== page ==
Fibrous bands that extend from the abnormally placed cecum in the RUQ (from malrotation and midgut volvulus), often crossing over the duodenum and causing obstruction

252

What is the usual age at onset for malrotation and midgut volvulus?

33% are present by 1 week; 75% by 1 month; 90% by 1 year

253

What is the usual presentation of malrotation and midgut volvulus?

Sudden onset of bilious vomiting

254

Why is the vomiting bilious in malrotation and midgut volvulus?

Twist is distal to the ampulla of Vater

255

How is the diagnosis of malrotation and midgut volvulus made?

Upper GI contrast study (cutoff in duodenum).
Barium enema (abnormal position of cecum in the upper abdomen).

256

What are the possible complications of malrotation and midgut volvulus?

Midgut infarction, leading to death or necessitating massive enterectomy

257

What is the treatment for malrotation and midgut volvulus?

1. IV antibiotics and fluid resuscitation with LR.
2. Emergent laparotomy with Ladd's procedure.
3. Second-look laparotomy if bowel is severely ischemic in 24 hours to determine if remaining bowel is viable.

258

What is Ladd's procedure?

1. Counterclockwise reduction of midgut volvulus.
2. Splitting of Ladd's bands.
3. Division of peritoneal attachments to the cecum, ascending colon.
4. Appendectomy.

259

In what direction is midgut volvulus reduced: clockwise or counterclockwise?

Counterclockwise

260

Where is the cecum after midgut volvulus reduction?

LLQ

261

What is the cause of bilious vomiting in an infant until proven otherwise?

Malrotation with midgut volvulus

262

What is an omphalocele?

Defect of abdominal wall at umbilical ring.
Sac covers extruded viscera.

263

How is omphalocele diagnosed prenatally?

May be seen on fetal U/S after 13 weeks gestation, with elevated maternal AFP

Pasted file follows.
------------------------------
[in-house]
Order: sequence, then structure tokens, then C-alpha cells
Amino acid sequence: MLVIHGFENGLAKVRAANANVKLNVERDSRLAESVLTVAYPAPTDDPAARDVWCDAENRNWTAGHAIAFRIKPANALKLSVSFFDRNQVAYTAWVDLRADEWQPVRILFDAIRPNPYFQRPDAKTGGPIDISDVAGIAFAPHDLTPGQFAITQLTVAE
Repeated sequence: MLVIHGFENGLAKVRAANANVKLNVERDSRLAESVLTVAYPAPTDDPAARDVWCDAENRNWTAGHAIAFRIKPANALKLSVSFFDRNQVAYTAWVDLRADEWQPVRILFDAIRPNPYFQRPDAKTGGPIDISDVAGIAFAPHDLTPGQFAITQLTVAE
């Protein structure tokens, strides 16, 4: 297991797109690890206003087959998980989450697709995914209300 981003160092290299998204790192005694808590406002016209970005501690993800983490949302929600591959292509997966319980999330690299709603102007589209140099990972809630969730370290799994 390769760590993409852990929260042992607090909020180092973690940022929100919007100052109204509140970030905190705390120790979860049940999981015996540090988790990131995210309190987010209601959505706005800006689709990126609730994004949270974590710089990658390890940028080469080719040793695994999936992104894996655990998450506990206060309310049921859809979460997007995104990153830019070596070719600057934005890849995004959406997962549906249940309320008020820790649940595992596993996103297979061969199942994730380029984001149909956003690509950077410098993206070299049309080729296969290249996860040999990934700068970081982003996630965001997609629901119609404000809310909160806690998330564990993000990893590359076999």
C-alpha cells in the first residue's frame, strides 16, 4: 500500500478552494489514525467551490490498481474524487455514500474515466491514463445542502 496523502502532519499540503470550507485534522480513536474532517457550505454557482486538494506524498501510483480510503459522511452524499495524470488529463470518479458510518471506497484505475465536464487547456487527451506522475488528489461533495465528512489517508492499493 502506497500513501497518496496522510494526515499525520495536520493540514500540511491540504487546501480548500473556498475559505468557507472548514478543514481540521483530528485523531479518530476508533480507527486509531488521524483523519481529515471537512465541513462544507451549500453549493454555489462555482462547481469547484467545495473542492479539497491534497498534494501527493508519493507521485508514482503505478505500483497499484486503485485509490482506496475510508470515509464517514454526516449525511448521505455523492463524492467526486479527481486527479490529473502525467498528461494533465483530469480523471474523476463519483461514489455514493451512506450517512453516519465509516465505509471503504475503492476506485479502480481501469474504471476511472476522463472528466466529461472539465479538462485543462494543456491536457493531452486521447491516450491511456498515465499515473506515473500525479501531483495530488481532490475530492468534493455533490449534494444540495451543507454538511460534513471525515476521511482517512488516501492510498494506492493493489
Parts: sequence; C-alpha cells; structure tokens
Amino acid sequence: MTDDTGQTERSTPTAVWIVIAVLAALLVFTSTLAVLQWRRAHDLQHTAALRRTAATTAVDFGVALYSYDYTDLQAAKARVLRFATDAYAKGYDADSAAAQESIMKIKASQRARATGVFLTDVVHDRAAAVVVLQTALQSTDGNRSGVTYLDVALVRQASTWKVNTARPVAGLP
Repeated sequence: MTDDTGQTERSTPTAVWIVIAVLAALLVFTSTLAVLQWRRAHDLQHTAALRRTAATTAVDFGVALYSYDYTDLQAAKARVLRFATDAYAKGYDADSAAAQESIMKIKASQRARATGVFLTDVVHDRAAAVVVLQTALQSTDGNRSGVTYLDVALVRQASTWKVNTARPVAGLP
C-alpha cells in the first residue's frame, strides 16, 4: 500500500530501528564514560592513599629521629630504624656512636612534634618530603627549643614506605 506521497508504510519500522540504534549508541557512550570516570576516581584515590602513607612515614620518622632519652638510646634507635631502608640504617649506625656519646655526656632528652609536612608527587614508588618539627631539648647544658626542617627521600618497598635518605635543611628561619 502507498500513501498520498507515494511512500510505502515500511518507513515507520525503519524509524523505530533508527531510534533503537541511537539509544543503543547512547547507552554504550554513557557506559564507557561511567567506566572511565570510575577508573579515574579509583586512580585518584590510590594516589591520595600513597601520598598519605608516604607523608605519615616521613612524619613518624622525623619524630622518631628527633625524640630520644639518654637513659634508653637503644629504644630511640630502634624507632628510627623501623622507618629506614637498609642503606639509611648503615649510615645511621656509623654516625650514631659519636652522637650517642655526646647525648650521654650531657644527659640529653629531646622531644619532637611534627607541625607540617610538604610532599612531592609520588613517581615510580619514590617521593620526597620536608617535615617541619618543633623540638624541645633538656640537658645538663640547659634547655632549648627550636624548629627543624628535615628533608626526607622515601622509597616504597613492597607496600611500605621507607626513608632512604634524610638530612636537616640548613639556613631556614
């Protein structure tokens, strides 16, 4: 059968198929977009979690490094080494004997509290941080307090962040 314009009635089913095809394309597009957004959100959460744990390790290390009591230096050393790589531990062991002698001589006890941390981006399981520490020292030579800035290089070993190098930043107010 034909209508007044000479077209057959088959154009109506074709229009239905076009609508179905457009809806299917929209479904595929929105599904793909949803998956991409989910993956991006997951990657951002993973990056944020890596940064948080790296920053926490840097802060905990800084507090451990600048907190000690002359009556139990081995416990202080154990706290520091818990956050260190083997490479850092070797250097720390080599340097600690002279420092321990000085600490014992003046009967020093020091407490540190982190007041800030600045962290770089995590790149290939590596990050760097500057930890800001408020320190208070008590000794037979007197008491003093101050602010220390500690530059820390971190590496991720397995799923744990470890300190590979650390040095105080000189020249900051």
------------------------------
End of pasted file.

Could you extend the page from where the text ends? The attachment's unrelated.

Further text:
264

What comprises the sac in an omphalocele?

Peritoneum and amnion

265

What organ is often found protruding from an omphalocele, but is almost never found with gastroschisis?

Liver

266

What is the incidence of omphalocele?

1:5000 births

267

How is the diagnosis of omphalocele made?

Prenatal U/S

268

What are the possible complications of omphalocele?

Malrotation of the gut, anomalies

269

What is the treatment for omphalocele?

1. NG tube for decompression
2. IV fluids
3. Prophylactic antibiotics
4. Surgical repair of the defect

270

What is the treatment of a small omphalocele (

Closure of abdominal wall

271

What is the treatment of a medium omphalocele (2-10 cm)?

Removal of outer membrane and placement of a silicone patch to form a silo, temporarily housing abdominal contents.
The silo is then slowly decreased in size over 4-7 days, as the abdomen accommodates the viscera.
Then the defect is closed.

272

What is the treatment of a giant omphalocele (> 10 cm)?

Skin flaps or treatment with Betadine spray, mercurochrome, or silver sulfadiazine (Silvadene) over defect.
This allows an eschar to form, which epithelializes over time, allowing opportunity for future repair months to years later.

273

What are the associated abnormalities with omphalocele?

50% of cases occur with abnormalities of the GI tract, cardiovascular system, GU tract, musculoskeletal system, CNS, and chromosomes

274

What is the pentalogy of Cantrell?

D COPS:
Diaphragmatic defect (hernia)
Cardiac abnormality
Omphalocele
Pericardium malformation/absence
Sternal cleft

275

What is gastroschisis?

Defect of abdominal wall.
Sac does not cover extruded viscera.

276

How is gastroschisis diagnosed prenatally?

Possible at fetal U/S after 13 weeks gestation, elevated maternal AFP

277

Where is the defect in gastroschisis?

Lateral to the umbilicus

278

On what side of the umbilicus is a gastroschisis defect most commonly found?

Right

279

What is the usual size of the defect in gastroschisis?

2-4 cm

280

What are the possible complications of gastroschisis?

Thick edematous peritoneum from exposure to amniotic fluid; malrotation of the gut; hypothermia; hypovolemia for 3rd-spacing; sepsis; metabolic acidosis from hypovolemia and poor perfusion; NEC; prolonged ileus

281

How is the diagnosis of gastroschisis made?

Prenatal U/S

282

What is the treatment for gastroschisis?

1. NG tube decompression, IV fluids (D10 LR), IV antibiotics.